Reference Date: 06-June-2014
FOOD SECURITY SNAPSHOT
National cereal production is expected to increase to above-average levels in 2014, but crop losses are anticipated in coastal areas, particularly in the southwest
Inflation rates declined slightly at the start of 2014, but the introduction of a new customs tariff is expected to exert some upward pressure on imported food prices
Cereal production expected to increase in 2014
Harvesting of the 2014 cereal crops is ongoing and expected to conclude in July. Generally favourable climatic conditions were observed during the 2013/14 cropping season (October-May) in the main cereal-producing central regions. As a result, national cereal production is estimated to increase to above-average levels compared to last year’s average output, which was partly suppressed by dry weather. However, dry spells in coastal areas are expected to dampen crop production, particularly in the southern province of Namibe, where this year’s cereal output is anticipated to decline on account of water deficits.
The enhanced rains this season have also helped to improve pasture and livestock conditions.
Inflation rate declined gradually at the start of 2014
The annual inflation rate during the first four months of 2014 declined gradually and in April was recorded at about 7 percent compared to 9 percent a year earlier. Reflecting this trend, cereal prices in Luanda have remained comparatively stable during the past year and are marginally higher than the previous year. The introduction of a new customs tariff in March 2014 is expected to exert some inflationary pressure on imported goods, including food products.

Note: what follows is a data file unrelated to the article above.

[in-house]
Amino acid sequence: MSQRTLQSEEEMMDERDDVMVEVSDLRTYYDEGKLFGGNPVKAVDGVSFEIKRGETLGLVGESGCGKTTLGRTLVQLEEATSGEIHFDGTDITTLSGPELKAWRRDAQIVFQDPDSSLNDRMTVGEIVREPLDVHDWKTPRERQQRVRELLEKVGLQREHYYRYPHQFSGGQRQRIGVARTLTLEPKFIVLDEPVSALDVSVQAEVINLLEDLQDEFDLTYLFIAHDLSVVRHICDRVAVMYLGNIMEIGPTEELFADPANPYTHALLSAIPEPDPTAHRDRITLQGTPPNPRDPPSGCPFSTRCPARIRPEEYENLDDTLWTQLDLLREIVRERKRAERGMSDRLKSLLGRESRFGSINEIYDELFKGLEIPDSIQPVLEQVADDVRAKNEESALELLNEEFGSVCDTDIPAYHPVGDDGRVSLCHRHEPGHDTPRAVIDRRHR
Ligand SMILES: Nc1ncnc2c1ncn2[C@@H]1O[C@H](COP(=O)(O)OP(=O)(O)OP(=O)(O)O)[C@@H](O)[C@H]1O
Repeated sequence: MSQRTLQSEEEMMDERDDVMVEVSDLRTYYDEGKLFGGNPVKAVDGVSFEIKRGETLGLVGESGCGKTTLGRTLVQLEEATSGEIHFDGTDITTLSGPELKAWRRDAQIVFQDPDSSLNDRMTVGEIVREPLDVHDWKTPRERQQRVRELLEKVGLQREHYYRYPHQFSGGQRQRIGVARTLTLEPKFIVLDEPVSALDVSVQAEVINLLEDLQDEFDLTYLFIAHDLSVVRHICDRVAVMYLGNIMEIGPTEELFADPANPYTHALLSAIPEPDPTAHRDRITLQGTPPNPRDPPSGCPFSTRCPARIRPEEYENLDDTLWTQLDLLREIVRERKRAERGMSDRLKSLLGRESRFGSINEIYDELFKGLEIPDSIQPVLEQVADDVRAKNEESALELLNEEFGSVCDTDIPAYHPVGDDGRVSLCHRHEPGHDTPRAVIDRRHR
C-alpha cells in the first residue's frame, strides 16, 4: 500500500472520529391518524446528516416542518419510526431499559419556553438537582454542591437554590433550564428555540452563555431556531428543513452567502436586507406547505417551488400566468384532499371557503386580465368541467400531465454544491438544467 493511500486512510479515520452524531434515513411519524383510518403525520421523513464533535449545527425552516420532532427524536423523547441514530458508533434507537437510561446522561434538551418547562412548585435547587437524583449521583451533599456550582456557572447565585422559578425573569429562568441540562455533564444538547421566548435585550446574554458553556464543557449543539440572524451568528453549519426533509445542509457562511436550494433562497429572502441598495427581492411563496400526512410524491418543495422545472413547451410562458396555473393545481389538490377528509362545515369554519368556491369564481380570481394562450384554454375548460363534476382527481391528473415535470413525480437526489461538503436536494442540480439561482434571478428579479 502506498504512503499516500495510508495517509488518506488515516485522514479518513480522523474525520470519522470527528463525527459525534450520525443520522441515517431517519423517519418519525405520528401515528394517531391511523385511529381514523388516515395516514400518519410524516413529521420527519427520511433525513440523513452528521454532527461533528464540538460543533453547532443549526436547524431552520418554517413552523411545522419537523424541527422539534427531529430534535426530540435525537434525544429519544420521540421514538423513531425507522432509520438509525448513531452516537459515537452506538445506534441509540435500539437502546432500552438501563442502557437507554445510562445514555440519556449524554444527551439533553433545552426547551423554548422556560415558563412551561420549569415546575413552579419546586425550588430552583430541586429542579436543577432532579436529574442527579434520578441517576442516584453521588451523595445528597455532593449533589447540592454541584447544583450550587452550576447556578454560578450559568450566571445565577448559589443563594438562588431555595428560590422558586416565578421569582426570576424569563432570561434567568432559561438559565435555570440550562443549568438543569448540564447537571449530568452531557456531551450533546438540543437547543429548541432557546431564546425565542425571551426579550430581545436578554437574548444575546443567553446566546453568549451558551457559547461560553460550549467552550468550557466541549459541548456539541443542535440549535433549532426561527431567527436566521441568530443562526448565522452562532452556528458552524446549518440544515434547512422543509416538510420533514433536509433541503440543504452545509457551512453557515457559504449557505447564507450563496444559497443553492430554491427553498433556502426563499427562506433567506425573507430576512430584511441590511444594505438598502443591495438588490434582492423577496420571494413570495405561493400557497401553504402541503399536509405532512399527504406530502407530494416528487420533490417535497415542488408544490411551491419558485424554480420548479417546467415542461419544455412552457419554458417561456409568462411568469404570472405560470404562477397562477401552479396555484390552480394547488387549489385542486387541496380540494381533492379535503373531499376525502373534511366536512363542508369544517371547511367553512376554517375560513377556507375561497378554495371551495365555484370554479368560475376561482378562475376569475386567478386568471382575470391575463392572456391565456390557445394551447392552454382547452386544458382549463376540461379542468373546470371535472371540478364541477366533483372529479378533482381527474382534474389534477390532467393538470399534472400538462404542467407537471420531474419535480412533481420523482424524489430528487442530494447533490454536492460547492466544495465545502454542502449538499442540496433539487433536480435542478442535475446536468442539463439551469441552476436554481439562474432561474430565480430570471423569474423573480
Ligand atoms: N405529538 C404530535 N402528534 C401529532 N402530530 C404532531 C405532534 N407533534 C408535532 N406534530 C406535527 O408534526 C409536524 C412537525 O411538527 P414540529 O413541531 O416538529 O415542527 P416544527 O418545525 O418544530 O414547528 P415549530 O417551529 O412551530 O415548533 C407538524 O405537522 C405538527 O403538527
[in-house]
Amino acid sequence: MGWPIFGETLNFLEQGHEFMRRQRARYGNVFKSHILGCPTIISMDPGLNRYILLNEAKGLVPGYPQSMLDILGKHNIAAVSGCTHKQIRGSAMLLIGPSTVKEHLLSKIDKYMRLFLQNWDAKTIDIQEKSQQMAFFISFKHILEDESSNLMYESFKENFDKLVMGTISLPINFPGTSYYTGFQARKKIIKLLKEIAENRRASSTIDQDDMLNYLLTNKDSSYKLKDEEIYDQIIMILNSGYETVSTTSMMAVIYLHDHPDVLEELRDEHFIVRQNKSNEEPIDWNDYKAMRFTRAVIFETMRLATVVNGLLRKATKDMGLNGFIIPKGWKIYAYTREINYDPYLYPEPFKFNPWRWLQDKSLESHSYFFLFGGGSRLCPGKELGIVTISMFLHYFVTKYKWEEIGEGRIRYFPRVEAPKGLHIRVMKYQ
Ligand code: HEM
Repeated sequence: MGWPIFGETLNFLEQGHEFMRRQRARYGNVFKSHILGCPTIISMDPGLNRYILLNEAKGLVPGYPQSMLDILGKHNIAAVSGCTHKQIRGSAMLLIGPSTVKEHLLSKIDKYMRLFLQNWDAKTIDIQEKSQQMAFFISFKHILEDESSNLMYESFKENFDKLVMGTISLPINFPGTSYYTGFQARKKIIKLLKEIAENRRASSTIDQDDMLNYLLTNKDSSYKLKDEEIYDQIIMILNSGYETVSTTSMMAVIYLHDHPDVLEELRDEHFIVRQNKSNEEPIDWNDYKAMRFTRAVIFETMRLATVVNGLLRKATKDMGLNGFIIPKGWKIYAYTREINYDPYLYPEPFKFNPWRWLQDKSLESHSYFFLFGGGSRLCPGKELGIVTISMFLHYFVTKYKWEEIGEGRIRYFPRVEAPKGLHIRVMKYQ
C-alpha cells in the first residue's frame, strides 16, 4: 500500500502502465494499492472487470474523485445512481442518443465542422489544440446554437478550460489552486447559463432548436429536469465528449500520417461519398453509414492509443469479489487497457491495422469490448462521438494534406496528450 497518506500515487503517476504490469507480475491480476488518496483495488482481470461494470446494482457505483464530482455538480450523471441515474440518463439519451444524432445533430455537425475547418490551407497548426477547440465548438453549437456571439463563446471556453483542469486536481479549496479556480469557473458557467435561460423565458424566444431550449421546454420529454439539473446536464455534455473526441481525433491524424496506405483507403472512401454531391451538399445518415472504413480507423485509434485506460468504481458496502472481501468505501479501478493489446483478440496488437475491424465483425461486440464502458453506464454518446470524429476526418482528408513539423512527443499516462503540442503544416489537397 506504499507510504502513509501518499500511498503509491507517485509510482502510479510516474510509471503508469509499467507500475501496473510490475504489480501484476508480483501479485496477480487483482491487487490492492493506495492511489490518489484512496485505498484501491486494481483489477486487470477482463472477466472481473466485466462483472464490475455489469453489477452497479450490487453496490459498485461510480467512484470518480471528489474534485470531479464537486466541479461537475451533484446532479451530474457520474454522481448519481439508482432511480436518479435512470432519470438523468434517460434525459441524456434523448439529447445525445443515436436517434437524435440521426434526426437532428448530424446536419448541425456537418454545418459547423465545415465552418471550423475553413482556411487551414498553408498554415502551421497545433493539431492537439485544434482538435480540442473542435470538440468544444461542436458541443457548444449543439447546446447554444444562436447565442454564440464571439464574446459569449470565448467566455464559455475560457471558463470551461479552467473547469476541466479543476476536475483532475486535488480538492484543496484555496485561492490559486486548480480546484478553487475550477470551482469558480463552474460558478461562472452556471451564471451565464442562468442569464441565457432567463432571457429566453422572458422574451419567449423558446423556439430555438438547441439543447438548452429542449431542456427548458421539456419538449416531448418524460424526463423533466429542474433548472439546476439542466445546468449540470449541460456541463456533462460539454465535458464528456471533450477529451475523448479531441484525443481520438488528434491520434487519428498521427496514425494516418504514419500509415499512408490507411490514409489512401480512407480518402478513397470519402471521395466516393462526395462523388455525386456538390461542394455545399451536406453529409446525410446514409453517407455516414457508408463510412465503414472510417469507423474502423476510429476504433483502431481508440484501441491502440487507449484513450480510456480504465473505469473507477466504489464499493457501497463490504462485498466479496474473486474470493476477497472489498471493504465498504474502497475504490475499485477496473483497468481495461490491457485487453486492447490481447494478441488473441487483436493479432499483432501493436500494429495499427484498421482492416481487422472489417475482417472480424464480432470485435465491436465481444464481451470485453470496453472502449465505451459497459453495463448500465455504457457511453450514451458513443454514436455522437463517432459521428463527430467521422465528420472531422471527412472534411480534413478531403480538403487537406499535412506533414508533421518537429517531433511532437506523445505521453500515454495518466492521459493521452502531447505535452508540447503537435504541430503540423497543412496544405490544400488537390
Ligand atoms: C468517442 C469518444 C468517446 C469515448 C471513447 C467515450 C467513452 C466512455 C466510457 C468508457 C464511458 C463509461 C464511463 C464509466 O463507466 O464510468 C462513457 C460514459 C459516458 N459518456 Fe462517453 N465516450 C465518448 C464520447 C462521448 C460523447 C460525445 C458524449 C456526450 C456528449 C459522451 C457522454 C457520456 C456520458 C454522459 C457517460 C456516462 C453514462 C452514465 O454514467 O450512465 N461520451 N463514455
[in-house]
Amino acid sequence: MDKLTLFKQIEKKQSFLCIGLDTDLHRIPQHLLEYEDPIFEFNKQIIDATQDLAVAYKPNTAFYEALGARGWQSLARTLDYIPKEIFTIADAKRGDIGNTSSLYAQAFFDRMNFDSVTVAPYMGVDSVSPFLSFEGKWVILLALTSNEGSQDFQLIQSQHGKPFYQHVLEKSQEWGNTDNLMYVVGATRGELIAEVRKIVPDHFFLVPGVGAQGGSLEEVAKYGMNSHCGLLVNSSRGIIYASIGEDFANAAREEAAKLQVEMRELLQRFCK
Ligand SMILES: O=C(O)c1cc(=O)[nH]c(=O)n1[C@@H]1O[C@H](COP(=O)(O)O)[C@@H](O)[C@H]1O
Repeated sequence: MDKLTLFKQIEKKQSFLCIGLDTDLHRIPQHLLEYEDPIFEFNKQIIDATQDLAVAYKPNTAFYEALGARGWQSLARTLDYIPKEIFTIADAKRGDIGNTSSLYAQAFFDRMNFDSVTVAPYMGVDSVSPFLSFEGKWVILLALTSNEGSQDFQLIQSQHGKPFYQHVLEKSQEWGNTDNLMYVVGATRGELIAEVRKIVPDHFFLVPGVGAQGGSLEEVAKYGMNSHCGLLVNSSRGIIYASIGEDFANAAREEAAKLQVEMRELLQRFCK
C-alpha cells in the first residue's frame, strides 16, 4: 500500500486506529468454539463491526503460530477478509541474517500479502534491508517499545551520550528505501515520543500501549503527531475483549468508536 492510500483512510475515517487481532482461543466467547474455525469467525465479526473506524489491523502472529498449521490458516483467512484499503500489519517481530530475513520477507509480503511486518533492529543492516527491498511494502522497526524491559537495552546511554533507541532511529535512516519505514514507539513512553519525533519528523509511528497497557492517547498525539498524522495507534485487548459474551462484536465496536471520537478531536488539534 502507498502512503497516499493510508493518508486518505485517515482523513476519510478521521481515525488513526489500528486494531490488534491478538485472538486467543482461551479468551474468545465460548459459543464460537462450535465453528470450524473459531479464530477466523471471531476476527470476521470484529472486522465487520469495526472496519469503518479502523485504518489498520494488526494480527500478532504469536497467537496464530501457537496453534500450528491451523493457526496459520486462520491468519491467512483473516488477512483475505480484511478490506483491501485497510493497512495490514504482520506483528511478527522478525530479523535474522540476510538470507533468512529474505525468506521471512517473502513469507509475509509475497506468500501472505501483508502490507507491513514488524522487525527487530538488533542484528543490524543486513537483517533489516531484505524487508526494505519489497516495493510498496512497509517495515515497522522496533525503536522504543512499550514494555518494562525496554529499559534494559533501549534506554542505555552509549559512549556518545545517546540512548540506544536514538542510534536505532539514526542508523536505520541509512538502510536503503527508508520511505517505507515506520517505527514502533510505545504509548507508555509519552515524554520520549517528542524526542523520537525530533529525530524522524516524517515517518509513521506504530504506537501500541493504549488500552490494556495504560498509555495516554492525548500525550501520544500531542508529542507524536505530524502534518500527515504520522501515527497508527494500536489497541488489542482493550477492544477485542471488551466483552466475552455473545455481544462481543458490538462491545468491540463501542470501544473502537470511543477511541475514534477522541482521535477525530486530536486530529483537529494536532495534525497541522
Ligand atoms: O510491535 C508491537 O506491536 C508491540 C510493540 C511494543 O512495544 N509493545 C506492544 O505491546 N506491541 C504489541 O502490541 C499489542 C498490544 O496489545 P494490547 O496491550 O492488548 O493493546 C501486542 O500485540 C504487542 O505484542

Food security conditions expected to be tight in parts of the southwest
In southern parts of the country, particularly the southwest, the anticipated reduction in this year’s cereal harvest is expected to result in a tight food security situation, notably in areas of Namibe. However, in some parts of the south, late seasonal rains have improved conditions for the secondary minor crop, to be harvested in October, which could help to alleviate production shortfalls from the main harvest.